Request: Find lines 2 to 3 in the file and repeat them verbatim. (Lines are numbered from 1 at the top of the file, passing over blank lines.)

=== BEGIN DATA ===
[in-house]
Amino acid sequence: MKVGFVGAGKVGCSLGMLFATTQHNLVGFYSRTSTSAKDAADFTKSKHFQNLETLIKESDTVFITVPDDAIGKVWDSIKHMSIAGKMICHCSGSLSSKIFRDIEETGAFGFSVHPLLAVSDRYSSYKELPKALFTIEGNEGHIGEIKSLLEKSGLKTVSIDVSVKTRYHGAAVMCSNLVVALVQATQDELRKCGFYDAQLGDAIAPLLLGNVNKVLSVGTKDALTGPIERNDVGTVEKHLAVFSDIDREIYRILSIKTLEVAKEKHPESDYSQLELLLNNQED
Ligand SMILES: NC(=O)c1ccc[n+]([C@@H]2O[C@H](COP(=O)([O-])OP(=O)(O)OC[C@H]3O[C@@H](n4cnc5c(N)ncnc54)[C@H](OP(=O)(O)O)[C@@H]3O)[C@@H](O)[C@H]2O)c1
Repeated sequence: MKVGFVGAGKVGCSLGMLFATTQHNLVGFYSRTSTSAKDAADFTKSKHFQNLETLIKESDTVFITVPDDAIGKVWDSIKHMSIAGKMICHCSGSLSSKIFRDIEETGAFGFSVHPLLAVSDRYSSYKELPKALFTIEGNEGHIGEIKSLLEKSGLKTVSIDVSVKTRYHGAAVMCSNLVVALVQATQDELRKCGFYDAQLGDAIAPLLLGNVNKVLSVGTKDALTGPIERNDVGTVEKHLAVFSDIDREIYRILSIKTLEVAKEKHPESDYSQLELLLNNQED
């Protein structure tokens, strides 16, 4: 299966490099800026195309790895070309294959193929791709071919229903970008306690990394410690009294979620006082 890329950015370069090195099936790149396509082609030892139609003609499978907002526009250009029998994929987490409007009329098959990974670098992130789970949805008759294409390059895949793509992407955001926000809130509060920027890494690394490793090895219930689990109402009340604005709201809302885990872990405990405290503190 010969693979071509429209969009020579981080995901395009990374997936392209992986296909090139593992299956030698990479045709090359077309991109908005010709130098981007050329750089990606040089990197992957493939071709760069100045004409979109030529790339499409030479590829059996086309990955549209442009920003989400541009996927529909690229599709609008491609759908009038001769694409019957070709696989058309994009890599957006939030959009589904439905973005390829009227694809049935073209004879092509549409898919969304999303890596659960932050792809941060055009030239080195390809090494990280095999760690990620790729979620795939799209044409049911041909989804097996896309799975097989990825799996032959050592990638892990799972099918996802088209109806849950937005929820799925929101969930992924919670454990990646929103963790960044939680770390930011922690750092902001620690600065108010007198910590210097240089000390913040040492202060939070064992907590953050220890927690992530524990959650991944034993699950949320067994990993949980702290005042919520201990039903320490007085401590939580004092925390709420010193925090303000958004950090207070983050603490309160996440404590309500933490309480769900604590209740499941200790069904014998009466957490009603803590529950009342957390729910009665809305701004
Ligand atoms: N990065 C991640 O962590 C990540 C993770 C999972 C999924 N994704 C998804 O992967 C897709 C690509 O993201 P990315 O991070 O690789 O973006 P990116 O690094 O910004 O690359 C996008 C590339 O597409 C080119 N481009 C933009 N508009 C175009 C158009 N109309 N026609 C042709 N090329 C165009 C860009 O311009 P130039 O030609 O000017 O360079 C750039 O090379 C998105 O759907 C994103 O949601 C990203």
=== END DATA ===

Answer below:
Amino acid sequence: MKVGFVGAGKVGCSLGMLFATTQHNLVGFYSRTSTSAKDAADFTKSKHFQNLETLIKESDTVFITVPDDAIGKVWDSIKHMSIAGKMICHCSGSLSSKIFRDIEETGAFGFSVHPLLAVSDRYSSYKELPKALFTIEGNEGHIGEIKSLLEKSGLKTVSIDVSVKTRYHGAAVMCSNLVVALVQATQDELRKCGFYDAQLGDAIAPLLLGNVNKVLSVGTKDALTGPIERNDVGTVEKHLAVFSDIDREIYRILSIKTLEVAKEKHPESDYSQLELLLNNQED
Ligand SMILES: NC(=O)c1ccc[n+]([C@@H]2O[C@H](COP(=O)([O-])OP(=O)(O)OC[C@H]3O[C@@H](n4cnc5c(N)ncnc54)[C@H](OP(=O)(O)O)[C@@H]3O)[C@@H](O)[C@H]2O)c1